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    I use Carbonite, it updates the backup every evening automatically. It’s already saved my files once when a hard drive crashed. I can also access the files online if I’m away from my computer. I’ve worked on the cleanup of a few wildfires in California, nothing in your home is safe, even if you use one of the so called “fire safes”.
     
  4. Sean

    Sean Admin Staff Member Admin
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  5. Theo Sulphate

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    I would choose the cloud storage provider that has the highest likelihood of existing for the very long term - I suppose that's Google. I may eventually do that, though at this time none of my photos have ever been on the internet (other than Photrio camera photos).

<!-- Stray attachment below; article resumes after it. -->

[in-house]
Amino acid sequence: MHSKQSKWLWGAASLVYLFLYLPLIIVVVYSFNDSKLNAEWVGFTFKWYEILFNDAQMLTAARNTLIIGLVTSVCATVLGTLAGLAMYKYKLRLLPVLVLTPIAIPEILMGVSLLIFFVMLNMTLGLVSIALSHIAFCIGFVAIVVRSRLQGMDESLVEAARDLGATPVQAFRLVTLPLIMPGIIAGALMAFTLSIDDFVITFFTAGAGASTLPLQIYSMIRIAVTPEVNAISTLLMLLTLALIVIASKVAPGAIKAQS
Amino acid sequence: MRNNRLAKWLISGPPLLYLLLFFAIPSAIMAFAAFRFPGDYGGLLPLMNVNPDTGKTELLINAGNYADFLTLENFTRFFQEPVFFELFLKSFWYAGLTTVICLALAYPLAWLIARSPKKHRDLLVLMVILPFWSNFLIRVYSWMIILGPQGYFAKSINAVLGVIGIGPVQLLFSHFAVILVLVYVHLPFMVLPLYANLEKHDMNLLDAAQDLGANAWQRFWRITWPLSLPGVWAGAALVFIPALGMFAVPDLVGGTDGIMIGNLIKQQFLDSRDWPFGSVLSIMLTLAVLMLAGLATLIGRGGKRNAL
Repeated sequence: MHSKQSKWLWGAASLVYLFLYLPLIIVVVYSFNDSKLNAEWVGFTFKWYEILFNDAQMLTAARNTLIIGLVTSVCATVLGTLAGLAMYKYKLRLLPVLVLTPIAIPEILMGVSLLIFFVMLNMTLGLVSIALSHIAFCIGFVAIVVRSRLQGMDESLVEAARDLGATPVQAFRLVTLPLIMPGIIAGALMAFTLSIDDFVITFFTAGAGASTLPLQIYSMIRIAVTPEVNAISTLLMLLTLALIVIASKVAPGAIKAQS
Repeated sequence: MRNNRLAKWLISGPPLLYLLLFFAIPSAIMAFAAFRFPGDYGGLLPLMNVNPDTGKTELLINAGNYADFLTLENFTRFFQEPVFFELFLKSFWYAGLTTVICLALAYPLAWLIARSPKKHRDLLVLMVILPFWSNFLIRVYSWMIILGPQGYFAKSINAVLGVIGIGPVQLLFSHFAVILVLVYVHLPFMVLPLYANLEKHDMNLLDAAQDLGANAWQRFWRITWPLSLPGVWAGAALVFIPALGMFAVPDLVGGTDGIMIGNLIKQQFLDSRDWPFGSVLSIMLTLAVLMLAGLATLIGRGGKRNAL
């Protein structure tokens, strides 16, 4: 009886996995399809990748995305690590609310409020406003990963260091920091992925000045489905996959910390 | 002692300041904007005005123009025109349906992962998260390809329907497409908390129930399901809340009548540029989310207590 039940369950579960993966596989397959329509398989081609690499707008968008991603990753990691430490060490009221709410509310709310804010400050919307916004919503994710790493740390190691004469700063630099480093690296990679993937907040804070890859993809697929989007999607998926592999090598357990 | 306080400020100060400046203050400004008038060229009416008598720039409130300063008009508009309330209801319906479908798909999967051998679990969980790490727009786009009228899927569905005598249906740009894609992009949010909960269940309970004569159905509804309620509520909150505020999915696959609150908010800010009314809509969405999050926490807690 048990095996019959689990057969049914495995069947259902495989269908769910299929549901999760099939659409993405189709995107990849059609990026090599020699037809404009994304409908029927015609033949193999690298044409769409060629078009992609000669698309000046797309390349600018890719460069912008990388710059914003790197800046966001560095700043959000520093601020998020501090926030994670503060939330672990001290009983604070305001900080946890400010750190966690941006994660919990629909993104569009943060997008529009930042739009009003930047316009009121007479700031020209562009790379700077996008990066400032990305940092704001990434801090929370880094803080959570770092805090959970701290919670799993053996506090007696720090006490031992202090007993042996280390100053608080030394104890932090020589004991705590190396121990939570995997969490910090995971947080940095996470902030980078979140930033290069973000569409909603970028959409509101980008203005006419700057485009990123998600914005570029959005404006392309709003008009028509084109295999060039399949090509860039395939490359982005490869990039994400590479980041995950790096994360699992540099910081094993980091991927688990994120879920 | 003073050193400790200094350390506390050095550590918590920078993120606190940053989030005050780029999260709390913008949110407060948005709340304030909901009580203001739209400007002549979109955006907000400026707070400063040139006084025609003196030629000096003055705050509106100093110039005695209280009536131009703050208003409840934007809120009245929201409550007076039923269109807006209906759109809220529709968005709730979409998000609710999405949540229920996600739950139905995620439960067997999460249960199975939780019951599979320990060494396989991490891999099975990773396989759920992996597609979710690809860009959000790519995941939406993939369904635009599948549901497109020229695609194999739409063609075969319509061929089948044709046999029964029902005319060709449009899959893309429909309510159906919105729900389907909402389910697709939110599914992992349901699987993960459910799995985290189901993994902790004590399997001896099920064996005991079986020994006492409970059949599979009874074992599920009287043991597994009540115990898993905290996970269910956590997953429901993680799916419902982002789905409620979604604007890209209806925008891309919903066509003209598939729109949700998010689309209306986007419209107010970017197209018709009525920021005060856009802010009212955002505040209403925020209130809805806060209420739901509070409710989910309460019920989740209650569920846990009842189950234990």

6. slackercrurster

    slackercrurster Member
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    Don't have a smartphone. Can't afford it. Just use a $75 a year TracFone with no cam from Walmart.

    What I don't like about the cloud is if you are behind a month paying they delete all your photos.
     
  7. OP
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    jtk

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    Not "equivalent," Literal storage of the digital info from scans, digital cameras, phones etc. Modern times.
     
  8. OP
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    jtk

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    Wrong in fact. Look into the reality.
     
  9. OP